• Common tractor accidents involve roll-overs, run-overs and unguarded power take-off shafts.
  • Fit your tractor with a roll-over protection structure (ROPS) and seatbelts.
  • Ensure that everyone working on the farm is thoroughly familiar with operating procedures and safety requirements for any machinery they use.
  • Organisations such as WorkSafe Victoria, Farmsafe Australia and the National Centre for farmer Health offer information on the safe operation of tractors and other farm machinery.

Poorly used or faulty machinery is a major cause of death and injury on farms. Common tractor accidents involve roll-overs, run-overs and unguarded power take-off (PTO) shafts. Other dangerous machinery includes quad (four wheel) bikes and motorbikes, chain and bench saws, harvesters, generators, augers and earth-moving equipment. 

Farms make up only 10 per cent of Victorian workplaces, but they account for between 25 and 50 per cent of all work-related deaths (fatalities) in any given year. 

One in four unintentional farm deaths are caused by unsafe tractor operation. Tractors have a high centre of gravity and can flip and crush the driver if not fitted with a roll-over protection structure (ROPS). Hands, hair and clothing can be caught by unguarded PTO shafts or other unguarded moving parts such as pulleys and belts. People can be injured by front-end loaders, falling from a moving tractor or being struck by its wheels. 

Machinery accidents can be prevented by keeping the machine in good repair, fitting and ensuring all safety equipment (such as guards, safe access platforms and ROPS on tractors) is operating with the machine at all times. 

Farm machinery safety measures

General safety suggestions include:

  • Read and follow the manufacturers’ instructions for operation.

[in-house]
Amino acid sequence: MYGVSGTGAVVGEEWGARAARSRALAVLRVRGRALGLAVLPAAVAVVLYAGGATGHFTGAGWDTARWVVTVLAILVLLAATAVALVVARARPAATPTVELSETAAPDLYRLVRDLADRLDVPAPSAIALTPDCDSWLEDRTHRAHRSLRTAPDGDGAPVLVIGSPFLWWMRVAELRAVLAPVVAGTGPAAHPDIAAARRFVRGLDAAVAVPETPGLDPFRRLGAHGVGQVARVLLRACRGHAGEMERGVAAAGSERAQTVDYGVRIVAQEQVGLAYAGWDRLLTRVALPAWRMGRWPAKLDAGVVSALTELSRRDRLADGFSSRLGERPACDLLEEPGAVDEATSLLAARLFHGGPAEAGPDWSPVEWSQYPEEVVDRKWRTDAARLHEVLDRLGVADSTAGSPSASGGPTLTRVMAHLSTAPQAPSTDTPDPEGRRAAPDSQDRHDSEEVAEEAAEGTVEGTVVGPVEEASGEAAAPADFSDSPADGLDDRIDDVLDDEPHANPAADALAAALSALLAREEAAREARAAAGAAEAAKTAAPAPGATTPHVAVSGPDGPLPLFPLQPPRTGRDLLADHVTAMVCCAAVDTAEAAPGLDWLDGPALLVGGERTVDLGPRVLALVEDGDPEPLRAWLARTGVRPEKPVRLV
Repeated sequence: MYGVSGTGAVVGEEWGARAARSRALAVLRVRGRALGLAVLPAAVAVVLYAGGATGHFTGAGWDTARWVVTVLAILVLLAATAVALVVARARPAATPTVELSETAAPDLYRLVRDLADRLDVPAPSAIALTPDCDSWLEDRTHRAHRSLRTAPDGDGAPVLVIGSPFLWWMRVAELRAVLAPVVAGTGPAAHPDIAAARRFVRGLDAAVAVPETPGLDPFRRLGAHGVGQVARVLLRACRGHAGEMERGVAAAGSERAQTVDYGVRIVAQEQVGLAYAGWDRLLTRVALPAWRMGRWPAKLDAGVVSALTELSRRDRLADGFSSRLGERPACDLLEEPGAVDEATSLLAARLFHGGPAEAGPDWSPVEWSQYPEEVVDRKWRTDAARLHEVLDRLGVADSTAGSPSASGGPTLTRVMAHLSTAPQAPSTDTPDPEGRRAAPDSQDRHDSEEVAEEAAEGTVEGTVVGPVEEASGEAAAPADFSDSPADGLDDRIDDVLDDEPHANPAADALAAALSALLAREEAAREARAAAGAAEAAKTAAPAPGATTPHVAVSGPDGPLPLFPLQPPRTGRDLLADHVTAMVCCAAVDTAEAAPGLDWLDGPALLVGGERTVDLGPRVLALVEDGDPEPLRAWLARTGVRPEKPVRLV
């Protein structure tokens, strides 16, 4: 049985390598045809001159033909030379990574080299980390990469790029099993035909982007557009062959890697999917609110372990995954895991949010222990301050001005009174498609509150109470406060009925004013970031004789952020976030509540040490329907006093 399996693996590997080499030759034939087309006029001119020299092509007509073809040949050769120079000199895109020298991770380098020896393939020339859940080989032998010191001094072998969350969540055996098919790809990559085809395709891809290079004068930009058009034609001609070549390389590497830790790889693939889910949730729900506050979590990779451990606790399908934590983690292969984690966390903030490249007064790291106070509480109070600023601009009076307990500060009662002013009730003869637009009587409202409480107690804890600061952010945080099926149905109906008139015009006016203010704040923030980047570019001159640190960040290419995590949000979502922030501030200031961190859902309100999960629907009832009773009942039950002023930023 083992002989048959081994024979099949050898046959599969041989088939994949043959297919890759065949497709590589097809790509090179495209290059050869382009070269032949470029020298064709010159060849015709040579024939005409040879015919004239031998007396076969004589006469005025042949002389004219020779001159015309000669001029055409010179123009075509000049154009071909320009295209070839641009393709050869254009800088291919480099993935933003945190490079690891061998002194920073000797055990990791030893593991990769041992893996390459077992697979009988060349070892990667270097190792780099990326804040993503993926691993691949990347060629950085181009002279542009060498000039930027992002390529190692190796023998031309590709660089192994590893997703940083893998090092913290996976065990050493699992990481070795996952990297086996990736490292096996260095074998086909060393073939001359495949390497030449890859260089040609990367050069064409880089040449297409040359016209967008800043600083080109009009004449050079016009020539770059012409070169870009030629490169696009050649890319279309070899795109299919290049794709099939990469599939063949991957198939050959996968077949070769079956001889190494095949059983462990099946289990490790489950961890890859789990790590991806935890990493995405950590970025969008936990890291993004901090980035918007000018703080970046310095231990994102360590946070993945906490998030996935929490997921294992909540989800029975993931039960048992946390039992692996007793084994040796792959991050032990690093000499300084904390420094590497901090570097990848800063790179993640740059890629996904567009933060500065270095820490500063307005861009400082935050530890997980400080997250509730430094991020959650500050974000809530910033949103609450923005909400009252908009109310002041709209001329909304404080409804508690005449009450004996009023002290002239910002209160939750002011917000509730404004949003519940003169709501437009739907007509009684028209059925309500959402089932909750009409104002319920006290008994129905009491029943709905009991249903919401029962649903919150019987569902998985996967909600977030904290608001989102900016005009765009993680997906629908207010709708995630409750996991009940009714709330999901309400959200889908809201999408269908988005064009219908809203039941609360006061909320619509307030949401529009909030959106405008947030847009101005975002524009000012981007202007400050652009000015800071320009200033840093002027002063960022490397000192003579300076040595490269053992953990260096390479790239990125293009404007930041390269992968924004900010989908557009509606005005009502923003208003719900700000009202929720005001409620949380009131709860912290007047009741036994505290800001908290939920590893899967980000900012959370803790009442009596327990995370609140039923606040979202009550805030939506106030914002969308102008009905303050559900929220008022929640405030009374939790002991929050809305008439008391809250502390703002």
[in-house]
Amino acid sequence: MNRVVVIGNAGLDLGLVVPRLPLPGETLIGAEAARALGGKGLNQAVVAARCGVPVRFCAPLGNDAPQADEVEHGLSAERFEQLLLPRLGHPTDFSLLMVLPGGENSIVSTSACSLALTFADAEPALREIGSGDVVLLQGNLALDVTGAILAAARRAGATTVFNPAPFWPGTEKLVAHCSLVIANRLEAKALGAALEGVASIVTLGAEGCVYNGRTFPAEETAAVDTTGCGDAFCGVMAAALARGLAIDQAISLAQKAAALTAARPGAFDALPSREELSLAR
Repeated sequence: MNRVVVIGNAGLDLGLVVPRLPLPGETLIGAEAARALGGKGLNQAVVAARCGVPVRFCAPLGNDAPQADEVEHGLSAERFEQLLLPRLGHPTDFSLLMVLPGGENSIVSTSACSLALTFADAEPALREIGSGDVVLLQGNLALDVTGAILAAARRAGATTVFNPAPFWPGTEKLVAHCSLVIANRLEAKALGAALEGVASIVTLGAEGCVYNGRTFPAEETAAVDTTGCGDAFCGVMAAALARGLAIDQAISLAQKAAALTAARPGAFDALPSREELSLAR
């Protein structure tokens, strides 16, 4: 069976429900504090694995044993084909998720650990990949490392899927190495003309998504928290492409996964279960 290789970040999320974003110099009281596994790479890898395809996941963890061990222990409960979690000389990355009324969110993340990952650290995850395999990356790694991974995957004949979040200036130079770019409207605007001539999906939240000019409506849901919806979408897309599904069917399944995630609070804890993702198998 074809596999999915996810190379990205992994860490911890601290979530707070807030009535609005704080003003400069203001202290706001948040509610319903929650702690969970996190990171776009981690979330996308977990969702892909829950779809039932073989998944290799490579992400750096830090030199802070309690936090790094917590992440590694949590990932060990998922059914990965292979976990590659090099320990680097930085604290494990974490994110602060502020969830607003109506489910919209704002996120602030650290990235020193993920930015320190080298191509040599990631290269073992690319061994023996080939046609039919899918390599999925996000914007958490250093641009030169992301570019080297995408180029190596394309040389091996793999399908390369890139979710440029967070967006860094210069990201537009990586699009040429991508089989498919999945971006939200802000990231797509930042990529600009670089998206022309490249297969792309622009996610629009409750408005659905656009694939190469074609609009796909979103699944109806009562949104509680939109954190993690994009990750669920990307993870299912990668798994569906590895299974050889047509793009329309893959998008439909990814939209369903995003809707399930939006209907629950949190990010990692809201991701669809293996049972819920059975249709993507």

• Don’t remove or modify safety features.
  • Ensure that everyone working on the farm is thoroughly familiar with operating procedures and safety requirements for any machinery they use.
  • If needed, replace and fit guards to cover the moving parts of machinery – for example, a PTO guard.
  • Make sure that tractors are correctly ballasted or weighted for particular jobs.
  • Fit falling object protective structures (FOPS) on front-end loaders.
  • Keep a well-stocked, up-to-date first aid kit in an accessible area.
  • Always wear appropriate protective and visible clothing.

Train workers thoroughly in farm machinery safety

Your farm is a workplace and you are responsible for the health and safety of workers and visitors. Inexperienced workers are much more likely to be injured in farm accidents.

You can prevent injuries in many ways:

  • Supervise inexperienced workers at all times.
  • Make sure your workers are thoroughly trained in equipment operation and safety.
  • Keep all equipment in good repair.
  • Warn workers of potential hazards and insist they undertake training and use equipment safely.
  • Only allow a worker to perform a task when you are confident they can handle it.
  • Keep visitors and children well away from operating machinery and warn them of potential hazards.

Safe tractor operation